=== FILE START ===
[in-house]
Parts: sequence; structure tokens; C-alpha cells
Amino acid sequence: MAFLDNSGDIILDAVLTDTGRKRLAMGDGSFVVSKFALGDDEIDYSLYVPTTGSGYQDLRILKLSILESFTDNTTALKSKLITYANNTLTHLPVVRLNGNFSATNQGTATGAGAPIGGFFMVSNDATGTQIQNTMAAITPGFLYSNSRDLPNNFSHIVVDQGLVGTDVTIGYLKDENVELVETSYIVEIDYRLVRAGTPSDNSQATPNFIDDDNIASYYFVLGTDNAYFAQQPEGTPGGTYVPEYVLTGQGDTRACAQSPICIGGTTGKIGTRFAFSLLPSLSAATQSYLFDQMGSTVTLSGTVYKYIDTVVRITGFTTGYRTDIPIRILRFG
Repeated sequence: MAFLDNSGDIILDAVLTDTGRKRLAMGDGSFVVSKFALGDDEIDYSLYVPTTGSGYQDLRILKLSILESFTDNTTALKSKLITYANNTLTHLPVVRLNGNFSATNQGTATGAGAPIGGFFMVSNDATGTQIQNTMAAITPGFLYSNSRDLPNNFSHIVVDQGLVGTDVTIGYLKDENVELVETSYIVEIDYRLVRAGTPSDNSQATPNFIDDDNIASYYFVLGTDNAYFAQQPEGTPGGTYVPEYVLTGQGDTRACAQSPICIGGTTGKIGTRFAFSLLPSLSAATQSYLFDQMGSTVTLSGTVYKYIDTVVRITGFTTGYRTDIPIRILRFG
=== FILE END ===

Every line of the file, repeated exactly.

[in-house]
Parts: sequence; structure tokens; C-alpha cells
Amino acid sequence: MAFLDNSGDIILDAVLTDTGRKRLAMGDGSFVVSKFALGDDEIDYSLYVPTTGSGYQDLRILKLSILESFTDNTTALKSKLITYANNTLTHLPVVRLNGNFSATNQGTATGAGAPIGGFFMVSNDATGTQIQNTMAAITPGFLYSNSRDLPNNFSHIVVDQGLVGTDVTIGYLKDENVELVETSYIVEIDYRLVRAGTPSDNSQATPNFIDDDNIASYYFVLGTDNAYFAQQPEGTPGGTYVPEYVLTGQGDTRACAQSPICIGGTTGKIGTRFAFSLLPSLSAATQSYLFDQMGSTVTLSGTVYKYIDTVVRITGFTTGYRTDIPIRILRFG
Repeated sequence: MAFLDNSGDIILDAVLTDTGRKRLAMGDGSFVVSKFALGDDEIDYSLYVPTTGSGYQDLRILKLSILESFTDNTTALKSKLITYANNTLTHLPVVRLNGNFSATNQGTATGAGAPIGGFFMVSNDATGTQIQNTMAAITPGFLYSNSRDLPNNFSHIVVDQGLVGTDVTIGYLKDENVELVETSYIVEIDYRLVRAGTPSDNSQATPNFIDDDNIASYYFVLGTDNAYFAQQPEGTPGGTYVPEYVLTGQGDTRACAQSPICIGGTTGKIGTRFAFSLLPSLSAATQSYLFDQMGSTVTLSGTVYKYIDTVVRITGFTTGYRTDIPIRILRFG